The Good Kind of Protesters–and the Bad Kind [FAIR]

March 4, 2014

by Peter Hart

It’s fair to say that the complex anti-government protest movements in both Venezuela and Ukraine were boiled down by US corporate media to send a clear message to their domestic audience: These are the good guys…

[but]…for all the [media-concocted] portraits of a movement that wants US-style freedoms, a substantial minority of the protest movement is drawn from fascist and neo-Nazi factions (Guardian, 1/29/14; Slate, 2/20/14).

In Venezuela, meanwhile, demonstrators are similarly labeled…it’s students versus people who support the “anti-American” government -– not difficult to figure out whose side you’re supposed to take…

…[if the media’s story were true] you’d expect the entire country to be protesting -– and it’d be hard to fathom how Chavez and current president Nicolas Maduro managed to win numerous elections. But in truth, by many indicators, life for poor Venezuelans sharply improved during the Chavez years (FAIR Media Advisory, 3/6/13), which explains their support for his party.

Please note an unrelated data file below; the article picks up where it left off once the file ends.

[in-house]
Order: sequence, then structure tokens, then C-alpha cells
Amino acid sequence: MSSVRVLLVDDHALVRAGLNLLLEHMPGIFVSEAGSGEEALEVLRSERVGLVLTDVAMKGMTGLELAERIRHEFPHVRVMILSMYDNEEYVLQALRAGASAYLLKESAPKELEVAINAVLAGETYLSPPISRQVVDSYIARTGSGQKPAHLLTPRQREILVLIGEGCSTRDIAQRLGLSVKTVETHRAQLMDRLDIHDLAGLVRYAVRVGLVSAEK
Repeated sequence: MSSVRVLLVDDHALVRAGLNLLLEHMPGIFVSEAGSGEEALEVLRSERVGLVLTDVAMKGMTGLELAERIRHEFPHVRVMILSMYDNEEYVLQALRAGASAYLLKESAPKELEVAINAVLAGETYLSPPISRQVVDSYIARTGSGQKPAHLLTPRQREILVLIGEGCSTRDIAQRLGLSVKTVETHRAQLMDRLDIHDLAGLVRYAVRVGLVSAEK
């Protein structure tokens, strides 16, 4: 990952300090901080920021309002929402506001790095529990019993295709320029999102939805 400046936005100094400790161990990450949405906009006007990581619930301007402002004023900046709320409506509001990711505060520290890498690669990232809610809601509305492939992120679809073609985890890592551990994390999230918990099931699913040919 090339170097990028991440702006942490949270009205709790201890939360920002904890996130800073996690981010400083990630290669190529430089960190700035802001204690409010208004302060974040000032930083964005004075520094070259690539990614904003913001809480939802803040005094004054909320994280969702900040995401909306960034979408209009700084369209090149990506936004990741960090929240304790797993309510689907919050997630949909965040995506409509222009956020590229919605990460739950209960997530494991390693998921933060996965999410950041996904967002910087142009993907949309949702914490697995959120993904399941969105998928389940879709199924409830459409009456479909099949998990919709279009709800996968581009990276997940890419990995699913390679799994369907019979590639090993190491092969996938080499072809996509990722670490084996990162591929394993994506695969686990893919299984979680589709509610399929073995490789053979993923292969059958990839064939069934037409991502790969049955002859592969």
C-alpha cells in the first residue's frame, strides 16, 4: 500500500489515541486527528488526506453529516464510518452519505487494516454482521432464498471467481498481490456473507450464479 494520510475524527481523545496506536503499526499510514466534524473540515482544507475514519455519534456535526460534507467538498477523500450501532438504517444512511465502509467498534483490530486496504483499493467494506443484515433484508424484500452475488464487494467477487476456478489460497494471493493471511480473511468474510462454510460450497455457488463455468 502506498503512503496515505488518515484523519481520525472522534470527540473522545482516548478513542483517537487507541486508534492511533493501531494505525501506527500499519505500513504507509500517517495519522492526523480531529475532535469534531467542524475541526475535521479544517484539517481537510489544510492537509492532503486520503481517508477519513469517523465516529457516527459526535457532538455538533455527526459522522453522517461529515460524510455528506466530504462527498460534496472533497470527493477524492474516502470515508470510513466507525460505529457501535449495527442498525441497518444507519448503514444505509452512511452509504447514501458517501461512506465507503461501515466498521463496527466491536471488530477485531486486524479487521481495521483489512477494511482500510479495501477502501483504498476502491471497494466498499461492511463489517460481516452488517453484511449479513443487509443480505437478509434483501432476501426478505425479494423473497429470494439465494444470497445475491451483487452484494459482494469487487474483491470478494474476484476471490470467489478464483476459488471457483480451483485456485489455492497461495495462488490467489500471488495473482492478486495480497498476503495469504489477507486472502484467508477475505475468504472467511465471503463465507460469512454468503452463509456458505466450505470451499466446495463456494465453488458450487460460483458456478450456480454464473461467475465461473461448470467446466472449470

But the lesson is these are protest movements -– despite adopting militant and in some cases quite violent tactics -– that US media by and large were cheering.

In the midst of these conflicts, a new report from Amnesty International (2/27/14) on Israeli violence in the West Bank “documented the killings of 22 Palestinian civilians in the West Bank last year, at least 14 of which were in the context of protests.” The report received minimal coverage in the US press, though -– and perhaps because -– it raised profound questions about how a close US ally attacks protesters against military occupation.

Would the US press champion the cause of Palestinian demonstrators, or criticize harsh Israeli response to dissent? How about actually cheering on violent Palestinian resistance? It is simply unfathomable -– Palestinians are the wrong kind of protester.

Excerpted/edited by Zuo Shou

Full article link:


Leave a Reply

Fill in your details below or click an icon to log in: Logo

You are commenting using your account. Log Out /  Change )

Google+ photo

You are commenting using your Google+ account. Log Out /  Change )

Twitter picture

You are commenting using your Twitter account. Log Out /  Change )

Facebook photo

You are commenting using your Facebook account. Log Out /  Change )


Connecting to %s

%d bloggers like this: